Mentorship Lessons Learned From Half a Decade Of Entrepreneurship

Giovanni Angelucci, founder and CEO of Queen Street Bakery, shared his entrepreneurship journey and lessons learned for new founders

Curated by: Stefan Palios in partnership with MindFrame Connect

Going on an entrepreneurial journey can feel like the loneliest path in the world. Even though millions of people globally are entrepreneurs, no two people will have the exact same journey. 

Thankfully for founders, entrepreneurial journeys have trends. This is something Giovanni Angelucci learned during his own journey, transitioning from banking, to business school, and into a family business. 

In a video feature with MindFrame Connect, Angelucci shared some of his lessons learned in the hopes that other entrepreneurs can benefit.

1. Build something you want to see in the world

While many famous businesses started because the founders wanted to solve a problem (think: Tobi Lutke started Shopify so he could sell his surfboards online), Angelucci learned this timeless lesson through his family: his mom stopped eating gluten due to a sensitivity and he realized there weren’t many options for nutritious, low-sugar bread products without gluten in them. 

So he started Queen Street Bakery to solve that problem for his mom and anyone else dealing with the same challenges. 

“I want that to exist because I want to eat it and I want my family to eat it,” he said.

2. Size doesn’t matter

A common adage in business is that you’re either building something for scale (like a VC-funded tech company) or just building a “lifestyle” business (paying yourself a good salary). Unfortunately, “lifestyle businesses” have been derided in the entrepreneurship community as more about owning a job than a business. Thankfully, that tide is turning.

For Angelucci, though, size doesn’t matter when it comes to business. 

“You need to see where there's an opportunity for something to exist,” said Angelucci. “So there has to be a gap somewhere and that can be big or small. It can be very niche. There are a lot of businesses that are very niche and work out well.”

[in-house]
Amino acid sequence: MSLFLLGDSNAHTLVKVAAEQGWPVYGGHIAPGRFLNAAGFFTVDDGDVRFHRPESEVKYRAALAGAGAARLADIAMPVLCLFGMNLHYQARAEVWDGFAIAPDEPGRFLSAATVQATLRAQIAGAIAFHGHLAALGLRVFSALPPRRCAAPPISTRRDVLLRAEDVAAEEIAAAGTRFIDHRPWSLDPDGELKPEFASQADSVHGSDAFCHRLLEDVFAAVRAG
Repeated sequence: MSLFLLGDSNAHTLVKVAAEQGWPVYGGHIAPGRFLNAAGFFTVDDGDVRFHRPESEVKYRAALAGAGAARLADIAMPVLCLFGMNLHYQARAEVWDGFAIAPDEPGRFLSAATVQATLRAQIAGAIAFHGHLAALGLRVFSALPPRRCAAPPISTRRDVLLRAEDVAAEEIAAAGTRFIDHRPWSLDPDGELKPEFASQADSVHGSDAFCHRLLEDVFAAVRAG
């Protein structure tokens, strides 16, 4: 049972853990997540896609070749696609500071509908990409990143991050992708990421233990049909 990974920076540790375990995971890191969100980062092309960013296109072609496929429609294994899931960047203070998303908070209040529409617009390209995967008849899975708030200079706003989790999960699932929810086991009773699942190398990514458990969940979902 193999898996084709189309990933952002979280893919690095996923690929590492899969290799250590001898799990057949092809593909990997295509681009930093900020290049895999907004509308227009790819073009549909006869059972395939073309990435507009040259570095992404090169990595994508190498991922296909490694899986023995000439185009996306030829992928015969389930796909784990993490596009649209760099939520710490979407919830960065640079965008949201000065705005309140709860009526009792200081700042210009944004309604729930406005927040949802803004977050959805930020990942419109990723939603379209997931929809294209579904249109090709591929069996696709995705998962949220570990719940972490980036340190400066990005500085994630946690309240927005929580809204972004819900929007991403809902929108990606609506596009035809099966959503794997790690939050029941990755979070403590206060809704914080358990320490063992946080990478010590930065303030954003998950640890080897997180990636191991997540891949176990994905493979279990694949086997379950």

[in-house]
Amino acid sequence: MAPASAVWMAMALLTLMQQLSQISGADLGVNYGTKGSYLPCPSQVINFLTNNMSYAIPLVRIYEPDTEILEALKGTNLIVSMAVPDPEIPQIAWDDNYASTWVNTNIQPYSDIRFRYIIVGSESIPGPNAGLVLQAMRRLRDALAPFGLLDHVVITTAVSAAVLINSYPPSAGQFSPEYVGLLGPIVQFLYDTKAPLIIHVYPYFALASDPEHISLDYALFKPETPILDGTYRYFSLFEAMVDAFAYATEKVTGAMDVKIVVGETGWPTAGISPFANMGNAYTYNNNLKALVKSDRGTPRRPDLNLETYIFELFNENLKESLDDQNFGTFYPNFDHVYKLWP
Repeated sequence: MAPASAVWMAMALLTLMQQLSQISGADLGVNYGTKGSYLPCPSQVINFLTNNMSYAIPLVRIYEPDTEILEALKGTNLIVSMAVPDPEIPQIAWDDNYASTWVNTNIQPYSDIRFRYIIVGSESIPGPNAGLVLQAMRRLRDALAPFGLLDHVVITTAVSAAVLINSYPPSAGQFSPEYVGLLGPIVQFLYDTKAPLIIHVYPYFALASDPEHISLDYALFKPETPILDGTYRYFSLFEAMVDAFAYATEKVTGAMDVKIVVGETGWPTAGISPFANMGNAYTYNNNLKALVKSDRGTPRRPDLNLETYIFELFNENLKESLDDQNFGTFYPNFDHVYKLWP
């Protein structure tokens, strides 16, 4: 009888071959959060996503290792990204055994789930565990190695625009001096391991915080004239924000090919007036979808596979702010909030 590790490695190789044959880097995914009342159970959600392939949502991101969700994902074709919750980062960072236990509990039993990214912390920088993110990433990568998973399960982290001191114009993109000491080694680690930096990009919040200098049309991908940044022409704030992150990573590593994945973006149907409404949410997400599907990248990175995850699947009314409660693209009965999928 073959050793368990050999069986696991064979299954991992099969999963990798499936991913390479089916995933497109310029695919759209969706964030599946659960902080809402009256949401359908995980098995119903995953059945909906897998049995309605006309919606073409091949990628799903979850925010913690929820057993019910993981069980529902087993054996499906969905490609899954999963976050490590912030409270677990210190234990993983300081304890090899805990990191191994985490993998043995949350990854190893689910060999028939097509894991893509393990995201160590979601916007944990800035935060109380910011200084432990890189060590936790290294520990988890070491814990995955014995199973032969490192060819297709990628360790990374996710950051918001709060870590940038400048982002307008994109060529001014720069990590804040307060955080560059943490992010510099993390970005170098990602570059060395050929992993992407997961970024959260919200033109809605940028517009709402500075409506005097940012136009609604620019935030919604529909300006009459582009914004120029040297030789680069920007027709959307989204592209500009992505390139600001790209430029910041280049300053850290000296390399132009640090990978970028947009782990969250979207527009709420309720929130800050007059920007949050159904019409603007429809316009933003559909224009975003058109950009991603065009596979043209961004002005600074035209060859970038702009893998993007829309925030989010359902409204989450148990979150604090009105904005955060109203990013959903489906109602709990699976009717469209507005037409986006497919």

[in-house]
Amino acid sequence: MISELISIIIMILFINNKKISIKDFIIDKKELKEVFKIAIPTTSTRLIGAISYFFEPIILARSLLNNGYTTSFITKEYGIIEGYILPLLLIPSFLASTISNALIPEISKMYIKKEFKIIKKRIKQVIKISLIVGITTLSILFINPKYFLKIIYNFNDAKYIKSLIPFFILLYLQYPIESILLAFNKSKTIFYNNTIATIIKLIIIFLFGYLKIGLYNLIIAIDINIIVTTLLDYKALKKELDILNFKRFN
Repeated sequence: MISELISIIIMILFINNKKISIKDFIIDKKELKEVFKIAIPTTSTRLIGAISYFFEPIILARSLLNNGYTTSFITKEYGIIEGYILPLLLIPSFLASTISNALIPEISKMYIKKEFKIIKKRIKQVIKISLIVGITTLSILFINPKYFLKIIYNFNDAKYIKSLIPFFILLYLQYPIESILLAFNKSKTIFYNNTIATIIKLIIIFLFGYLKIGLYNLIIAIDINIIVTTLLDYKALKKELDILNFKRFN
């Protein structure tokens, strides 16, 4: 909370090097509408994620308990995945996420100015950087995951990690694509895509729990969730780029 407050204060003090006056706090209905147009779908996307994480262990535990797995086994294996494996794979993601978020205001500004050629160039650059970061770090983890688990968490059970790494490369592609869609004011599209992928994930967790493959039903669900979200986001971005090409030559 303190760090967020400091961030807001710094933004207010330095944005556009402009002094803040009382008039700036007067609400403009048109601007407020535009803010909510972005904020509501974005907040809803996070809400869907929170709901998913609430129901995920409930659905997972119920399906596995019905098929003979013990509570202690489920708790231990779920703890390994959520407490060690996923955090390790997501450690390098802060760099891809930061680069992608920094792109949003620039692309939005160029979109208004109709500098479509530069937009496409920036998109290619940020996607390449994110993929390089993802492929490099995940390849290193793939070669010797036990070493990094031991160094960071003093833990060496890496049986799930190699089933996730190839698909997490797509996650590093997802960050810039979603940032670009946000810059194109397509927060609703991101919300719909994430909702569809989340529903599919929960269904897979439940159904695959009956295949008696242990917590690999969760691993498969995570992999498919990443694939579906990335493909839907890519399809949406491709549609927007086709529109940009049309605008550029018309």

Rather than focusing on size, Angelucci said you need to have “nerve” and “be a little bit crazy” to genuinely try to build your business. And even if you are going to go for unicorn status, you can’t ignore business fundamentals

Seek formal and informal mentorship

Angelucci shared that he’s had significant amounts of both formal and informal mentorship throughout his journey. The common thread is that he said he isn’t afraid to ask for help—whenever he’s reached out, he said people were more than willing to offer their perspectives.

“We are the first to admit we don't know what we don't know,” said Angelucci. “So we ask around.”

Become an information conduit

As a mentee, Angelucci is unafraid to ask for help. But even as he’s learning and building, he’s capable of helping other people who might be a couple of steps behind him in their journey. 

When Angelucci plays the role of mentor, he tends to stick to informality. Rather than pretending he has all the information, he sees himself as a “conduit for good advice.” With that mindset, he takes what he’s learned and shares it with his staff and other entrepreneurs he meets. 

Get ready for a roller coaster

Angelucci found over the years that entrepreneurship is not one big battle, but “thousands of little ones,” with changes coming daily or even hourly. Sometimes that’s difficult days of working with employees. Other times it’s the reality of pivoting your go-to-market model, something many entrepreneurs have had to do.

To get through, Angelucci said it’s critical to get ready for whatever roller coaster might be coming your way. 

“You find your little moments of light and they pull you through your moments of darkness,” said Angelucci. 

In the end, make it fun

Looking back on his journey, one thing stood out for Angelucci: the parts he enjoyed the most were the parts driven by a passion he couldn’t quite get out of his head. He strongly believes that people who are willing to give something a try are usually rewarded with success, even if it takes a while or your success comes from the second or third tries after a failure. 

But ultimately, he thinks a key part of success is having fun with it, whatever you end up doing. 

“If nothing else, you spend most of your hours working,” said Angelucci. “It's going to be much more interesting potentially than whatever you're doing otherwise. So go for it. Worst case scenario, there's always another job waiting in the wings, especially for somebody who's got that sort of gut and that moxie, that ambition.”

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